Every now and again I try and implement an ideal week. By ideal week I mean having a set weekly schedule so for example doing client work on Mondays and Thursdays, creating content on Tuesday, working towards bigger business projects on Wednesdays etc.

I know they can be great for adding structure into my week and ensuring that I work on things that will move my business forward. Rather than just working on the things that feel easy or comfortable. Which for me is often doing my books – it’s so soothing when everything balances!

Ideal weeks just haven’t really happened for me this year. I feel like I’ve had a lot going on with medical appointments for my Mum, vet appointments for the dog, urgent house repairs etc. Having a set schedule hasn’t felt doable. I have a goal of scheduling these appointments on a Friday but I seem to be going to a lot of specialist appointments with limited availability so have to take what I can get. I usually work Sundays so I’ve got Fridays for life things.

In the past month I feel like I’ve finally come up with a weekly planning process that is working for me. I’m creating a schedule at the end of each week for the following week that takes into account needing to work around other commitments while still taking action on my business.

The process I’m following is:

Step 1.   Looking at my 90 day plan, as well as my mind map of the things I want to achieve this year, I write a list of tasks that I think are a priority to work on this week. The mind map sits above my desk so that I always see it. It isn’t goals as such, more general areas I want to work on both in my business and personally though there are some goals on it. I like it because it gives me a good sense of what is important to me at the moment. A year feels manageable in terms of a time period to look forward.

The list of tasks is often not realistic to complete in a week but it’s my starting point.

Step 2.   I pop in appointments and client calls into my calendar so I know what I need to work around. In my scheduling system (acuity) I have a call free day on Tuesday so it isn’t a free for all with client calls. And because I’m in Australia I often don’t have calls during my main working hours. If I’ve got calls in the evening then I make sure I block off time in my day for a break.

Step 3.   I block off periods of time for what Cal Newport call deep work. Basically tasks that require an extended period of focus. This is usually writing – whether it’s writing an email to you, a blog post, a sales page or sometimes planning. (Though I often find I do my best planning in a coffee shop.) These periods of deep work are as much as possible in the morning as I know that is when I find it easiest to do this kind of work but that isn’t always possible with my current schedule.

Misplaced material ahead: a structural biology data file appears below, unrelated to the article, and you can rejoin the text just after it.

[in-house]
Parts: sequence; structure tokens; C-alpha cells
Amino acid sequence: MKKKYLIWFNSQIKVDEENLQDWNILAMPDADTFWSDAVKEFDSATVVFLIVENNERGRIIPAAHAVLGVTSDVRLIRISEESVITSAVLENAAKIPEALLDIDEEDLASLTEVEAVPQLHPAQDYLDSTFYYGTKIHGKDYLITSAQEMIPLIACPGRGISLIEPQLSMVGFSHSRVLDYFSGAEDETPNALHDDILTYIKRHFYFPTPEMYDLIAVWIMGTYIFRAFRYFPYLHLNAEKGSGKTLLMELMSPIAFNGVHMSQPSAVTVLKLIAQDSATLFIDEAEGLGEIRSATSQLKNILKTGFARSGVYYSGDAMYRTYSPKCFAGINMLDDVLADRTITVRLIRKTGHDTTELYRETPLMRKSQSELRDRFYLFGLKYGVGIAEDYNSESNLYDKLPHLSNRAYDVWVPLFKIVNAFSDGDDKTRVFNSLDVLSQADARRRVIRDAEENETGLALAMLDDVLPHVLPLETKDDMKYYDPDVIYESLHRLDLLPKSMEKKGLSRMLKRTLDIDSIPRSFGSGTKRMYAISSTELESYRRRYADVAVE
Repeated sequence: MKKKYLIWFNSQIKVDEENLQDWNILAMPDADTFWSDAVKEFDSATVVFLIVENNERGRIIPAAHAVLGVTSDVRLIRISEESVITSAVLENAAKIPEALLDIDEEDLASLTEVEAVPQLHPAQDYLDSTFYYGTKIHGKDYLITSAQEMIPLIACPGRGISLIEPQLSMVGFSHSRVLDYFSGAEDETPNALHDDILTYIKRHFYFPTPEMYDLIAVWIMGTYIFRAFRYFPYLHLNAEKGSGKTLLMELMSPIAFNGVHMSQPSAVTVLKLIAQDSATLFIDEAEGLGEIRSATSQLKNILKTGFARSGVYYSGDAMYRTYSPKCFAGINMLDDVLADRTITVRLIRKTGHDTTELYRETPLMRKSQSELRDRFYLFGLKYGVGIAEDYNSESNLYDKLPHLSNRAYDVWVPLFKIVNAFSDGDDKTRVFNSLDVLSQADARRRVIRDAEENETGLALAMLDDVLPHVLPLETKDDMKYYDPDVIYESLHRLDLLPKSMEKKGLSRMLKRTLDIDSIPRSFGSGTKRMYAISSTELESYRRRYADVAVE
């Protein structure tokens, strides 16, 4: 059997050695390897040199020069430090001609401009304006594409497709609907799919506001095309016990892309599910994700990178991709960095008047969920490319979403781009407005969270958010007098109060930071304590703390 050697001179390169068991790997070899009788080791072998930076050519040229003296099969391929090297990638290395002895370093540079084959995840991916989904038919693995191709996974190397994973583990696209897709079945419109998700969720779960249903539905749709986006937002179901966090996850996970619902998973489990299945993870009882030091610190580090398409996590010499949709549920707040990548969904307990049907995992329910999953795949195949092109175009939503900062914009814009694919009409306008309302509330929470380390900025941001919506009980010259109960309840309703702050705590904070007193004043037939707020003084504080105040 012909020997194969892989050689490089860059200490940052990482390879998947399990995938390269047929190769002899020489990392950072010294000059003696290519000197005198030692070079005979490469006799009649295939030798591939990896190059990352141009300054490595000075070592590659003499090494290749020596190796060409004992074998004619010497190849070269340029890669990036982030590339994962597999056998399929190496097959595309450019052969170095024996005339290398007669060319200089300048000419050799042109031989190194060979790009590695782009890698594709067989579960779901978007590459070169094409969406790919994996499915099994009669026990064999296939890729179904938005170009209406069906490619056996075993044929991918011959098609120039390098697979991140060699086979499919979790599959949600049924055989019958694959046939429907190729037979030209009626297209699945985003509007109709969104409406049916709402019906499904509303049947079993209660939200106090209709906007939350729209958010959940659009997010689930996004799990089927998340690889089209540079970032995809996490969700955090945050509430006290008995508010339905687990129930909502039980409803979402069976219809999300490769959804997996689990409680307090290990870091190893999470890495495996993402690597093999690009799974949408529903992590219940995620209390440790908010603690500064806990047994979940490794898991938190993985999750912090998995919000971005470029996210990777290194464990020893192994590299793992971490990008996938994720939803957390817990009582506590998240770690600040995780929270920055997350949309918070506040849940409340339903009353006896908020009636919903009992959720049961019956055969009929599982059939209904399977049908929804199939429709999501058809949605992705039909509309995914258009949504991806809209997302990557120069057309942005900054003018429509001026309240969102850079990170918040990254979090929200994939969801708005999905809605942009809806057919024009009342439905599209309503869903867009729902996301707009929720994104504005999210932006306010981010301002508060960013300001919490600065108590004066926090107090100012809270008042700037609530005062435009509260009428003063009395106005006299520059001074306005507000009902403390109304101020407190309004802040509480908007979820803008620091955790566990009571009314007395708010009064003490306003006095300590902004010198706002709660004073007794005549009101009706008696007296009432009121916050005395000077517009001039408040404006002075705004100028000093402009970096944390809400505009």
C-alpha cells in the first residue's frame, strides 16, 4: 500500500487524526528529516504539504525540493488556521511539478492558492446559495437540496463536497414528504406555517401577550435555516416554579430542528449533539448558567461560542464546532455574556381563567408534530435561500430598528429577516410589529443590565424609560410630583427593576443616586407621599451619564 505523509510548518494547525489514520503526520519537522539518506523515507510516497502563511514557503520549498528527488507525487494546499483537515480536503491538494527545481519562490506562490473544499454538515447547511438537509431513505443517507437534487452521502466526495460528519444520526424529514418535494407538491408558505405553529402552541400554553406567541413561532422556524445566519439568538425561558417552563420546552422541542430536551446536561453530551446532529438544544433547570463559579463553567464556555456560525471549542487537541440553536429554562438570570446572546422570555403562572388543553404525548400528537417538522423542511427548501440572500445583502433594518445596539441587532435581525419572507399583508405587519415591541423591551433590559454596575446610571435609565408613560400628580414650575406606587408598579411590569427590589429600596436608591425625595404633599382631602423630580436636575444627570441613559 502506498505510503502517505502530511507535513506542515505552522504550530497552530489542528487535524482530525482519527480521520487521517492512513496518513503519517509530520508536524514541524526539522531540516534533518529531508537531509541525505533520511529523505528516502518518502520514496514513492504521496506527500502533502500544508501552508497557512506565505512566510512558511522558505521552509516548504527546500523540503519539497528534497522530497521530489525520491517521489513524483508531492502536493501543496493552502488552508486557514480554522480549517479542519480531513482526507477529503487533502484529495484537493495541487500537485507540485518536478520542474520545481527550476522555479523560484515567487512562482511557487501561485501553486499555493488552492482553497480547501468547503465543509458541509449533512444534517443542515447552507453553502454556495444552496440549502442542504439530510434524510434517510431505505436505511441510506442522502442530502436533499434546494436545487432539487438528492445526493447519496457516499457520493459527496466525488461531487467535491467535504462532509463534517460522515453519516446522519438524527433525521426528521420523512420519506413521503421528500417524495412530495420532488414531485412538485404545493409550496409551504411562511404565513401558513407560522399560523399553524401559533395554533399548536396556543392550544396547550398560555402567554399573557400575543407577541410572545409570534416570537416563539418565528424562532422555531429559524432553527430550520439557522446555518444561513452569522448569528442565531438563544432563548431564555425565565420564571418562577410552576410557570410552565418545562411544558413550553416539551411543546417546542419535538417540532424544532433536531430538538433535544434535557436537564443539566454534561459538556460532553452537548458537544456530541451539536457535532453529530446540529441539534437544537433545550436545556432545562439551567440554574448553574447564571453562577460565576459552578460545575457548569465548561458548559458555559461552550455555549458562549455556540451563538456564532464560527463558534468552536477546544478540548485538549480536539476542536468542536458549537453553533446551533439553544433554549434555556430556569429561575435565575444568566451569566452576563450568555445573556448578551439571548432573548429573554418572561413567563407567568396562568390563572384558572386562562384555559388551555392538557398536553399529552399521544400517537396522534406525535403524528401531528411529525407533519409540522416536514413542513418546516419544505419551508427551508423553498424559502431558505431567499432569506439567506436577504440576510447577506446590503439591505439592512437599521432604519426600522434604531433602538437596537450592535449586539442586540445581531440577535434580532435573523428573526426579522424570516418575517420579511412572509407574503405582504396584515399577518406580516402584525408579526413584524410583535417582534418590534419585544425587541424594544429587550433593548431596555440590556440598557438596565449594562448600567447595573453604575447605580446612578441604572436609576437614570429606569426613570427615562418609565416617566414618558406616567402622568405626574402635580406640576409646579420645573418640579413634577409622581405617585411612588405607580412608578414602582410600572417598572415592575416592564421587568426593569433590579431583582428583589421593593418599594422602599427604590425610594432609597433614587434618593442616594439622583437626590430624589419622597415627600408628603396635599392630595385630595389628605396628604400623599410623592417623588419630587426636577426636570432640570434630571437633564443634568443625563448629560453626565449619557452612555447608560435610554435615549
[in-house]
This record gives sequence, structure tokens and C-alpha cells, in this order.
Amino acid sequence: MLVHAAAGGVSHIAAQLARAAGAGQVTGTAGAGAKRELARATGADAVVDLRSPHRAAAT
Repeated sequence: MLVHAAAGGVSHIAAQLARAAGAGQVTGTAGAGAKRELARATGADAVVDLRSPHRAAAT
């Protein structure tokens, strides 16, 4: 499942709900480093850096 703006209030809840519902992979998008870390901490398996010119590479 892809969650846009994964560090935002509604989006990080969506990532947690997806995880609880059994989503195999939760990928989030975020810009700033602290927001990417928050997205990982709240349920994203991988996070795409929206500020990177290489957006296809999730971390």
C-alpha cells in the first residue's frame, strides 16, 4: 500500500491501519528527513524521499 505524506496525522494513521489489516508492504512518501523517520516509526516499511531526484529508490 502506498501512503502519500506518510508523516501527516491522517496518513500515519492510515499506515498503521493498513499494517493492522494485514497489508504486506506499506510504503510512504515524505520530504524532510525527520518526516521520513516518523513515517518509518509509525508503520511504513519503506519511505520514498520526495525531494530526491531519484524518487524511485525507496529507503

Step 4.   I also block off time on the last day of the week to complete this process for the coming week as I find that I do better when I start the week with a clear plan rather than trying to start the new week with planning. I struggle to get the motivation to start the day if I don’t have a clear plan as to what I’m going to work on.  If I do the plan at the end of the week then I also know where I’ve gotten to this week, what tasks need to carry over to the next week etc. Whereas if I try and do this at the beginning of the new week I find I have to scramble to work out where I got to. It’s amazing how easy it is to forget things!

Step 5.   I then allocate tasks I identified in step one out to days of the week taking into account the periods I’ve set aside for deep work – scheduling things that require deep work for days that I’ve got that planned. It’s at this point I then get clear on what I can actually get done in the coming week. I’ll usually take things off my to do list though in some cases I might leave the item on the list but acknowledge that I’m unlikely to finish the piece of work. For example instead of finishing a sales page I might change it to prepare the first draft or instead of publishing a blog post it might be to review the draft blog post from the previous week.

Step 06.   I then pop the tasks schedule for each day on piece of paper that I put on the pinboard behind my computer so I can see it as soon as I sit down each day. It’s nothing fancy. Just a piece of paper that says Monday with a list of tasks below it, then Tuesday with a list of tasks below it and so on.  I find if I have to log into planning software then I don’t do it and I work on what feels easy instead. I’ve tried all the planning software and for me nothing works as well as a pen and paper.

I still use planning software but its more for things like content planning – capturing ideas and documenting when I publish.

It may look like there are a lot of steps but I can usually get the whole process done in 30 minutes or less.

Even with this process I don’t get everything done that I planned – things happen, tasks take longer than I thought and I don’t always do well with the deep work. I often get distracted. I was reading this post by Chris Guillebeauon time blindness and I’m thinking about getting a timer to help with distractions. I’ve tried pomodoro timers on my phone and they’ve helped but I think I would do better not having my phone in the office with me and something more in my face. To see how time is going on my phone I’ve got to unlock my phone which can lead to unintentional scrolling or checking of email. I want to see if a timer helps with focus.

Since implementing this process I’ve found I’ve gotten more work done and it’s been more of the right kind of work rather than what feels comfortable.

I hope this is helpful if you’ve been struggling to stick with an ideal week. Let me know if you try it and it is.

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